Banter: Your book about tango “is designed to give readers a sense of how it feels to dedicate your life to this dance.” Can you tango yourself? What are some of the unforeseen pitfalls that one might encounter when attempting to master such a skill? 

Italia: Oh yes! I have been dancing for nearly twenty years and taught tango for almost a decade. The most wonderful thing about tango is also its greatest pitfall: the dependence on a partner. In Argentine tango, we dance mostly in a close embrace, which is very similar to a tender real-life hug. This feels wonderful, but it also requires a lot of skill to develop the coordination necessary to move comfortably together. This also means that dancing with an unskilled partner is much more difficult and potentially frustrating than it is in couple dances that require less close contact (such as salsa and swing). Also, it can be challenging to find a partner to practice with, especially for women. Here’s a video of me dancing (with Manish Dharmani) to give you an idea.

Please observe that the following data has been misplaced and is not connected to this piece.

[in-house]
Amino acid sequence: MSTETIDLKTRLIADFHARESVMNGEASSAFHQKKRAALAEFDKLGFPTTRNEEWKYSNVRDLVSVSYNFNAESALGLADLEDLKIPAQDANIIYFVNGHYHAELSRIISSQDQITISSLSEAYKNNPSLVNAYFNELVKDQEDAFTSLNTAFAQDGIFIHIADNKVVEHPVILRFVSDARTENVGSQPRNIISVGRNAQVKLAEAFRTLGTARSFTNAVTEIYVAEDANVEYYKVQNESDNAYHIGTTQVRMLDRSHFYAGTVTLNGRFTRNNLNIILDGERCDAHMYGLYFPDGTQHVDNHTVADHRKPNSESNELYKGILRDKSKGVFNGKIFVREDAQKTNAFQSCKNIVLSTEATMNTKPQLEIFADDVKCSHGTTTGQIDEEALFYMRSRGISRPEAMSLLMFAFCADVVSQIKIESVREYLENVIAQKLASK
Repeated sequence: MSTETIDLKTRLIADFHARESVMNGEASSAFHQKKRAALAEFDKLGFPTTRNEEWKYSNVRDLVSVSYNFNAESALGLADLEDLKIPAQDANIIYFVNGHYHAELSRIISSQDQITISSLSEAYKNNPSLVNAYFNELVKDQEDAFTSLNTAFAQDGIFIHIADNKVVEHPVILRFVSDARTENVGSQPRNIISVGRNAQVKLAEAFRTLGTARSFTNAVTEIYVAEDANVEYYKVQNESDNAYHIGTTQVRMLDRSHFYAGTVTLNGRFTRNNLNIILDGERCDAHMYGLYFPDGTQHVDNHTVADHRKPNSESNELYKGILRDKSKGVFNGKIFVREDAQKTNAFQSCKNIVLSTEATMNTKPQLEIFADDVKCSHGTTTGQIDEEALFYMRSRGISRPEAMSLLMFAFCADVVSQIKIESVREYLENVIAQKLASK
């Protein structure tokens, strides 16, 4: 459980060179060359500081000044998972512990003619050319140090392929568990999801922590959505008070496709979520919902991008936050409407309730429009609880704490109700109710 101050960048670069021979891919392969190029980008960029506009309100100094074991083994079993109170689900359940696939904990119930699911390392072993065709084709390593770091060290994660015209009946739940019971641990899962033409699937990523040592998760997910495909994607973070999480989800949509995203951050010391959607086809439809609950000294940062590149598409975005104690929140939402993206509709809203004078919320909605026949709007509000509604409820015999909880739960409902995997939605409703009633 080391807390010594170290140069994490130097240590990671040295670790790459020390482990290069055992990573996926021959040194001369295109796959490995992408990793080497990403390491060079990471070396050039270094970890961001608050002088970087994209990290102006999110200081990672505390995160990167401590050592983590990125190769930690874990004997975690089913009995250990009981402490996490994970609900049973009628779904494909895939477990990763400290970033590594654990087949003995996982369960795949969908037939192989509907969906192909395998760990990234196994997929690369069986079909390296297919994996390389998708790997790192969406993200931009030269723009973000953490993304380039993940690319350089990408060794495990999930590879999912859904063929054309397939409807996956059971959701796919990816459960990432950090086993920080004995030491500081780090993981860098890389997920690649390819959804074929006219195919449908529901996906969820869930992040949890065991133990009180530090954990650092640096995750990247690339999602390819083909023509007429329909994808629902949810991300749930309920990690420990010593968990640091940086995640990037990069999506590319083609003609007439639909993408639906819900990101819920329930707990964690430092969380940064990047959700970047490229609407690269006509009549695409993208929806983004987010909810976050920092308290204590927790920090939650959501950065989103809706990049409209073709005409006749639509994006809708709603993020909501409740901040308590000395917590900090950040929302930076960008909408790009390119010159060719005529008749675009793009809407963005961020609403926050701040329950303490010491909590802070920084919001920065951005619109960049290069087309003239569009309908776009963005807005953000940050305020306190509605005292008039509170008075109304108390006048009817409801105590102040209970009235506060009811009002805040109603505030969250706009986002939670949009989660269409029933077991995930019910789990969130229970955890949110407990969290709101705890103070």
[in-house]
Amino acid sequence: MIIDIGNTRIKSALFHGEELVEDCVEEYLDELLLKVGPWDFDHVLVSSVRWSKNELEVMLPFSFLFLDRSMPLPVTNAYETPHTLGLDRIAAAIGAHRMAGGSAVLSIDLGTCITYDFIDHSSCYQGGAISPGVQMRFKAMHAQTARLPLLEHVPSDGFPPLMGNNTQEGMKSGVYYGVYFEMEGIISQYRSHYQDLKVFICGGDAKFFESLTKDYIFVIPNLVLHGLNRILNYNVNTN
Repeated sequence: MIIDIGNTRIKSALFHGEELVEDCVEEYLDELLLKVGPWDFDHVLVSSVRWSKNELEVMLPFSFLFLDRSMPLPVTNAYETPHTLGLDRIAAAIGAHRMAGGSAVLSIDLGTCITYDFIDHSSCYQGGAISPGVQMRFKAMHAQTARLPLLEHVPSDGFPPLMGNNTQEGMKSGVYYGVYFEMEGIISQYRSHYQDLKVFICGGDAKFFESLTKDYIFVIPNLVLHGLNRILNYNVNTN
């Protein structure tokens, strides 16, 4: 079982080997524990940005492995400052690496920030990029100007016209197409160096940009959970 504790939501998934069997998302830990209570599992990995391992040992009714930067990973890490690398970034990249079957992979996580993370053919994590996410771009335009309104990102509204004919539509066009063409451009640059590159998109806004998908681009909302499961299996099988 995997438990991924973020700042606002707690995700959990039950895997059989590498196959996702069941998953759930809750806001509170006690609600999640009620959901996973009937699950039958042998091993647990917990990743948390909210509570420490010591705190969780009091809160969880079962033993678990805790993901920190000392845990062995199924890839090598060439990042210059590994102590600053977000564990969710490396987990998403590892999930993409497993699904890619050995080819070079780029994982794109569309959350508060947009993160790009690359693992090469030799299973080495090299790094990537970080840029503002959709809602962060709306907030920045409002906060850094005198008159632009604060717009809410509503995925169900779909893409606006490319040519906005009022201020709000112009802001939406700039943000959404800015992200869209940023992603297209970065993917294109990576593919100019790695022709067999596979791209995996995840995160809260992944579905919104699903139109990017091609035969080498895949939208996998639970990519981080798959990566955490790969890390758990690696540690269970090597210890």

Banter: Twitter has been an obvious target of your criticisms when it comes to having difficult conversations online. Can you enumerate any of the positive aspects you see on that platform?

Italia: I owe a huge debt to Twitter. I have encountered intellectual kindred spirits whose work I would never have discovered without that platform. I’ve become close real-life friends with some people I first connected with there; I’ve unearthed wonderful writers; I’ve found work colleagues; I’ve recruited podcast guests. I also enjoy following specific journalists and reading the articles they write and share. Twitter’s openness is its disadvantage—all humanity is there, including the trolls. But it’s also its greatest strength, too.